Disasters & Accidents

UN redeploys aid team from Morocco to Libya in view of the scale of the tragedy

Geneva, Sept 15 (EFE).- The United Nations, with the agreement of the Moroccan authorities, has redeployed to Libya a team of international aid coordination experts previously deployed to Morocco.

The true extent of the disaster caused by a cyclone and the collapse of two dams that destroyed the city of Derna is still unknown.

“I’ve heard there are speculations of up to 20,000 maybe dead, I believethere’s 4,000 deaths registered at the moment,” said UN Under-Secretary-General for Humanitarian Affairs and Emergency Relief Coordinator Martin Griffiths.

“We don’t know the extent of the problem, the floods and the torrents have destroyed buildings and the sludge still conceals the level of need and death,” he added.

The most urgent needs in Libya are shelter for people who have lost their homes and all their belongings, food, medical supplies to prevent infectious diseases and clean water, as well as psychosocial support to help those affected move on after such a trauma. “Some have lost 50 or more family members,” Griffiths said.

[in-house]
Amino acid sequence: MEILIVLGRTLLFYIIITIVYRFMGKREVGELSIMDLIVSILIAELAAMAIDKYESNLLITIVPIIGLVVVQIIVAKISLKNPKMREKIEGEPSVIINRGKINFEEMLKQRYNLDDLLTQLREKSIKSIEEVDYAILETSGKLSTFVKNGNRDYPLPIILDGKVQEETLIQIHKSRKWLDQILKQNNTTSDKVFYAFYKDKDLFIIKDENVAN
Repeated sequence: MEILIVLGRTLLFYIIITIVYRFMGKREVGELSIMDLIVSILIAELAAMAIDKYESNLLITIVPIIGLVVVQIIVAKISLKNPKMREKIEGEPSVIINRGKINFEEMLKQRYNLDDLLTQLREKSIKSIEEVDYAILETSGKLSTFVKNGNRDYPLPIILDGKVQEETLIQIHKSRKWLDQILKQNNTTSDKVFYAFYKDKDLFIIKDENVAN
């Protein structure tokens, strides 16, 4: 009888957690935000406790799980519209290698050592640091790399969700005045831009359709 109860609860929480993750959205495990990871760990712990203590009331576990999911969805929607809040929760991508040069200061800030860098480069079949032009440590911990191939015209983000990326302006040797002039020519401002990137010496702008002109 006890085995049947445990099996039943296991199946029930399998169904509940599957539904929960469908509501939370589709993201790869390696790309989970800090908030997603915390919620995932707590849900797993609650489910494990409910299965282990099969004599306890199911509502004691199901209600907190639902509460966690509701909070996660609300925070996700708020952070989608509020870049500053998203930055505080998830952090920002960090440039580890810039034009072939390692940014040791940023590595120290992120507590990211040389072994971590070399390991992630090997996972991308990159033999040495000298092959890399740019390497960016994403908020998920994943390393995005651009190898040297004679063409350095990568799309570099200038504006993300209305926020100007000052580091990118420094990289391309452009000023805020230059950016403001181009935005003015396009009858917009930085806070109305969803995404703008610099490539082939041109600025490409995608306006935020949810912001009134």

The UN’s top aid official said 900,000 people in the country had been affected, “on top of a situation where 300,000 people in Libya already needed humanitarian aid”.

UN experts will work with the Libyan authorities to coordinate aid, because “If you don’t have coordination, there’s chaos. And that loses lives,” Griffiths said.

The decision to mobilise this team was taken because it was already in the region and its members speak Arabic, which will facilitate their work.

International Federation of Red Cross and Red Crescent Societies coordinator Tamer Ramadan said there was still hope of finding survivors in Libya.

Commenting on the estimated 10,000 missing, he said that many people who fled the city in search of help may not have been able to contact their families to tell them they were alive because of the breakdown in communications.

Ramadan assured that the authorities in eastern Libya, where the disaster occurred, were working with humanitarian agencies to carry out their work. EFE


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